Short-handed Sixers fall just short in Denver: Likes and dislikes
The Sixers (29-14) visited the Denver Nuggets (31-15) on Saturday. Philadelphia wanted to rebound from Thursday's loss to the Indiana Pacers. Denver wanted to avenge last week's loss to the Sixers in Philadelphia. The short-handed Sixers fell just short, 111-105.
Before we get to the action, some notes.
The Sixers were without the services of Joel Embiid, who was a late scratch with a sore left knee. Tyrese Maxey missed the game with a sprained left ankle. Tobias Harris was out with an illness.
De'Anthony Melton is recovering from a stress response to lumbar spine soreness and was not available.
Robert Covington is recovering from a bone bruise in his left knee and was out.
Mo Bamba has right knee inflammation and was not available.
Kenny Lofton Jr. missed the game due to personal reasons.
Nick Nurse started Patrick Beverley, Kelly Oubre Jr., Nico Batum, Marcus Morris Sr., and Paul Reed.
The Nuggets were without the services of Julian Strawther, who has a right knee contusion/sprain.
Vlatko Cancar is recovering from surgery on his left knee and is out for the season.
Collin Gillespie and Braxton Key are on two-way assignments with Denver's G League affiliate and were not available.
Michael Malone started Jamal Murray, Kentavious Caldwell-Pope, Michael Porter Jr., Aaron Gordon, and Nikola Jokic.
- Just when the Nuggets thought Embiid's late absence meant that a midrange threat had suppressed itself, an unlikely hero stepped up to supply the long two sniping that the big fella usually brings to the floor. No, it wasn't Morris - who, by the way, was awesome around the elbows in the first half. Rather, it was Reed who donned the cape, flushing jumper after jumper to help take the pressure off the halfcourt offense.
To be completely fair and honest, it wasn't like Denver gave him much respect. The Nuggets were asleep for most of the first half and happily surrendered those shots to a guy they didn't trust to capitalize on open looks. But, while open jumpers give flashbacks to the comfort of practice, there's also a bit of self-imposed pressure to not look foolish. So, credit to Reed for making the Nuggets pay for leaving him so open.
- Even though it hasn't equated to a large volume of wins, I think Nurse has largely figured out how to strategize when Embiid is not available or is recharging on the bench. Look no further than how Philadelphia used Morris in this game.
The Sixers couldn't contain Murray on offense, but they damn sure weren't going to let him go unpunished on defense. They sought switches high on the floor, getting the guard matched up with the much bigger Morris facing up above the free throw line or posting from the left elbow. And, to Morris' credit, he took him to the woodshed all first half. Morris rose up over decent contests from Denver's starting point guard, lacing midrange jumper after midrange jumper to help keep the Sixers competitive ahead of halftime.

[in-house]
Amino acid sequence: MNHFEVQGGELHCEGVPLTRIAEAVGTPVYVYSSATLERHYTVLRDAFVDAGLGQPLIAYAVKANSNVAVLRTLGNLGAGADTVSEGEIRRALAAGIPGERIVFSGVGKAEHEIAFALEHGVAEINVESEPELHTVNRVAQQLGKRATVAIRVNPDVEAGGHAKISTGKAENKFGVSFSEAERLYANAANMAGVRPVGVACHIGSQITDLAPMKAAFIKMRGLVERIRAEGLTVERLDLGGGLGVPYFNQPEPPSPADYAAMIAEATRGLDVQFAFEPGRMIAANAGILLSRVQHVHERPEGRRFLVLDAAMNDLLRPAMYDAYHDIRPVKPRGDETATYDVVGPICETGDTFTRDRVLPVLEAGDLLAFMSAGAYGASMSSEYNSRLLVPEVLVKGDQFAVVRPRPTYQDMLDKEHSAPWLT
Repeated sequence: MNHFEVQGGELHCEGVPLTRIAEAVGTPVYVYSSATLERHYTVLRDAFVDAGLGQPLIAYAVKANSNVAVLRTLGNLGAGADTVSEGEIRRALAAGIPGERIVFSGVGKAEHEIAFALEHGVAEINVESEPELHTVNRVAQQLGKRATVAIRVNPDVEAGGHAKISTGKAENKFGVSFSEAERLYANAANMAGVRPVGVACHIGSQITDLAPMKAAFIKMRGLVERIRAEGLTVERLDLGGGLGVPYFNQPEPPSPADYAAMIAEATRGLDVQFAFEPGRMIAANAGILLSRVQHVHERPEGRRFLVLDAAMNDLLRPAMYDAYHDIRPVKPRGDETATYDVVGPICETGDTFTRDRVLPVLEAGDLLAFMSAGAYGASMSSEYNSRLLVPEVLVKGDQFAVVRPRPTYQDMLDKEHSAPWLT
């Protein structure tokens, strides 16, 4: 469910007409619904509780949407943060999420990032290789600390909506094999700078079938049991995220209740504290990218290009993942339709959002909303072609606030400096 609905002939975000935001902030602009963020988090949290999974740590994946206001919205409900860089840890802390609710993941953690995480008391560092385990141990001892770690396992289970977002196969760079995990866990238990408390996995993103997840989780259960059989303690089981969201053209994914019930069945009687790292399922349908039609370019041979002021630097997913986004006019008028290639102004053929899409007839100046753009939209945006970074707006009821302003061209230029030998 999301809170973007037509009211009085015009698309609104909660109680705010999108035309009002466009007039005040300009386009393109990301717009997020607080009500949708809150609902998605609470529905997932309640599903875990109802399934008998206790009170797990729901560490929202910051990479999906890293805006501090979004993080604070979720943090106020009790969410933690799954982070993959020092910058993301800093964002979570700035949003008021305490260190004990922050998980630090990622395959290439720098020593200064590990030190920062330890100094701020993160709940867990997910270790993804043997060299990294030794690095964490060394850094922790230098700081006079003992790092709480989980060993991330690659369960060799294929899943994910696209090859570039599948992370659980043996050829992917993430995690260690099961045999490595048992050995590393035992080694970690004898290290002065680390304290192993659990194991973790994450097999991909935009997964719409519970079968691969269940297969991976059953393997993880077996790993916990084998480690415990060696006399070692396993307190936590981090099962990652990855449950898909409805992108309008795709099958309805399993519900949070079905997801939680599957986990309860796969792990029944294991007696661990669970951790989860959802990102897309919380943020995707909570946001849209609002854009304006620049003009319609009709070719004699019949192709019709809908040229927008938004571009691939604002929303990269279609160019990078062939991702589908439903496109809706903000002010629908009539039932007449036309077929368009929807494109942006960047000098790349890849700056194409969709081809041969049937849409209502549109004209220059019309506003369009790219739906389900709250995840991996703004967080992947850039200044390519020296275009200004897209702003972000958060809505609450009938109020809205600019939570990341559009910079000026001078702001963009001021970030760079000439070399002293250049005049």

- Really cool seeing Beverley mic'd up for this game. His in-game coaching was awesome. Easy to see why the lineups sans Embiid have been so lively this season.
- The "Embiid playing in Denver" discourse was destined to take a turn for the worst if he did not play in this game. That he was a late scratch due to knee soreness was probably the worst possible outcome for the conversation around Embiid. But, there's a critical point being totally ignored in the dialogue about Embiid missing this game: he's said that he's not focused on winning MVP this season.
Embiid won MVP last season, of course. He then got crucified for vomiting all over the court in Games 6 and 7 against Boston in the second round of the playoffs. So, Embiid has pivoted to caring only about being healthy for the postseason. And, to his credit, he's been consistent in saying that his focus is being his best self come playoff time.
So, if he's not concerned with winning MVP this season and has even recently said that Jokic is the best player in the league, what is there to still be upset about? We can't grill Embiid for not showing up in the playoffs and then get all bent out of shape over him missing regular-season games. Pick your side.
It seems to me that this is about Denver faithful still being out of shape over last season's MVP, and they think Embiid should have to defend his honor in their building. And to that I say you have too much time on your hands.
- This could've very easily fallen under the "Likes" category, but, frankly, I needed to fill up the "Dislikes" and the play that it really stood out on ended up being a turnover for Philadelphia. It was a pick-and-roll between Beverley and Reed; Reed delivered a half-hearted pop, and Beverley delivered a bounce pass to no one because his big man did not roll.
The pick-and-roll, at its best, is a two-man dance. Not two separate entities brought together by a screen. The screener has to read the defense to beat the ball-handler to the decision he's about to make. But, at the same time, the screener has to master matching his ball-handler's movements.
Reed rushed a decision before reading the defense and his teammate. If there isn't a miscommunication and the defense doesn't give you a runway to the easy decision, you have to stay engaged in the action and dance with your teammate until the defense is vulnerable. If the ball-handler probes, you have to stay available and keep the big peeled back to account for the lob threat. It was only one play; not a big deal in the grand scheme of things. But, Reed still has a ways to go in his mastery of the two-man game.
The Sixers (29-15) will visit the Portland Trail Blazers (13-32) on Monday. Tip-off is scheduled for 10 p.m., Eastern time. You can catch the action on NBA TV.
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